By: Leigh Matthews
Scientists have learned a lot about the benefits of echinacea to the immune system since the 1930s, when they started studying the herb in earnest. Indigenous peoples in North America have also been using echinacea in traditional herbal medicine for centuries. These stunning pink echinacea flowers are a common sight in many gardens in Canada and the herb is a medicine cabinet favourite. But just how does echinacea help your immune system?
In short, echinacea supports the immune system by identifying viruses sooner, containing them quicker, and eliminating them faster. The result is reduced symptoms and a quicker recovery from viral infections. Echinacea is one of the most thoroughly researched and most popular herbal supplements.
When faced with harmful pathogens, the immune system responds in two ways: non-specific and specific. The non-specific immune system is the first line of defense for all infections, mounting a general but effective response. The second immune response, specific immunity, relies on antibodies to recognize familiar bugs, which cue targeted responses.
Echinamide is a potent, standardized extract of echinacea. It is the only full spectrum herbal extract containing standardized levels of Echinacea purpurea’s three key active components – alkylamides, cichoric acid, and polysaccharides – in a base of the whole herb, so that no minor active components are missing. [KM1] The alkylamides in Echinamide boost the non-specific immune response by raising the population of white blood cells known as macrophages and by increasing their ability to consume pathogens. Alkylamides also regulate the secretion of interferon, tumour necrosis factor, and interleukin-1, all powerful actors in non-specific immunity. In addition, Echinamide supports the second immune response – specific immunity – by enhancing the tools (antibodies) needed to recognize familiar bugs and cue targeted responses to fight infections.
Two randomized, double-blind, placebo-controlled studies have investigated Echinamide’s benefits for shortening the duration of colds. In the first study, participants were 18–65 years old and had suffered two or more colds in the last year but were otherwise healthy. They took 10 doses of Echinamide or a placebo at the first sign of cold symptoms and four doses each day for the next seven days. They recorded their doses and the severity of their symptoms daily, and a nurse examined then twice during the eight-day period. Participants who took Echinamide reported a 23.1% reduction in severity of symptoms compared to those taking a placebo. The Echinamide group also responded better to treatment.2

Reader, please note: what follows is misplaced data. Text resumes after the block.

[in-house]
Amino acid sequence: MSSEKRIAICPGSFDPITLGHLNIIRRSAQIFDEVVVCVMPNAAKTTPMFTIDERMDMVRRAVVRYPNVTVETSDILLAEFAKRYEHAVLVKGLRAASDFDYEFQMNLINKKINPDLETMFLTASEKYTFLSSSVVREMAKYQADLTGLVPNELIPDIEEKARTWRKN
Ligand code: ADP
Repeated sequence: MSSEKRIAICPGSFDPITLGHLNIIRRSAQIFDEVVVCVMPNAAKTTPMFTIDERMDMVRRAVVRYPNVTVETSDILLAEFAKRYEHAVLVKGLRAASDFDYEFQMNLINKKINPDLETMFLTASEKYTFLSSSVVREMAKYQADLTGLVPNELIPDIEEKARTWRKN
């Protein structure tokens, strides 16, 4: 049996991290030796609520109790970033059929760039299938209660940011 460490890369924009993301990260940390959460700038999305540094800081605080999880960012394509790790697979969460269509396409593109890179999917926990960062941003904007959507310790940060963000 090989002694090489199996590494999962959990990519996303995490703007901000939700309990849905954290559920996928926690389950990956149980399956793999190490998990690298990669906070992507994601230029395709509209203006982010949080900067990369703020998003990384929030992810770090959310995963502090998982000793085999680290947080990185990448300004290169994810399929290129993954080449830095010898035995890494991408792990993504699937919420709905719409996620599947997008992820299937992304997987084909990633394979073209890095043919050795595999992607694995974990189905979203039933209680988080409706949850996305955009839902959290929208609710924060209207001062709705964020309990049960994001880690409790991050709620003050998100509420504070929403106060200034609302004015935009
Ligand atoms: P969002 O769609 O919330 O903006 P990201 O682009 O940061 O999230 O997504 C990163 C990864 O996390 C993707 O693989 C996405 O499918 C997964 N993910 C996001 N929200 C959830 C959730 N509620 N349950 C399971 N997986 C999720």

In a follow-up study, volunteers received Echinamide or a placebo at the onset of their cold for seven days, with eight doses on day one and three doses per day thereafter. Volunteers kept a record of daily symptoms, and fasting blood samples were taken daily. The group taking Echinamide had a significant reduction in symptoms, and their blood samples revealed the mechanism of action: “a significant and sustained increase in the number of circulating total white blood cells, monocytes, neutrophils, and natural killer cells.”3
Echinacea also has antioxidant activity, which can help neutralize free radicals that cause tissue damage. And by supporting antioxidant defenses, echinacea can help reduce the body’s susceptibility to pathogens and infections.,
So, next time you feel a tickle in your throat or any other early signs of a cold, reach for Echinamide, made from certified echinacea grown at Factors Farms in beautiful British Columbia. It is available as a tincture, capsule, syrup, lozenge, and throat spray. You’ll also find Echinamide in Natural Factors AntiViral, which [ST2] [KM3] features traditional remedies such as reishi, licorice, and lomatium. Echinamide can help every member of the family avoid colds and flu.
 Manayi A, Vazirian M, Saeidnia S. Echinacea purpurea: Pharmacology, phytochemistry and analysis methods. Pharmacogn Rev. 2015; 9(17):63-72.
2 Goel V, Lovlin R, Barton R, et al. Efficacy of a standardized echinacea preparation (Echinilin) for the treatment of the common cold: a randomized, double-blind, placebo-controlled trial. J Clin Pharm Ther. 2004; 29(1):75-83.
3 Goel V, Lovlin R, Chang C, et al. A proprietary extract from the echinacea plant (Echinacea purpurea) enhances systemic immune response during a common cold. Phytother Res. 2005 Aug; 19(8):689-694.
 Hu C, Kitts DD. Studies on the antioxidant activity of Echinacea root extract. J Agric Food Chem. 2000; 48(5):1466-1472.
 Agnew LL, Guffogg SP, Matthias A, et al. Echinacea intake induces an immune response through altered expression of leucocyte hsp70, increased white cell counts and improved erythrocyte antioxidant defences. Clin Pharm Ther. 2005Aug;30(4): 363-369.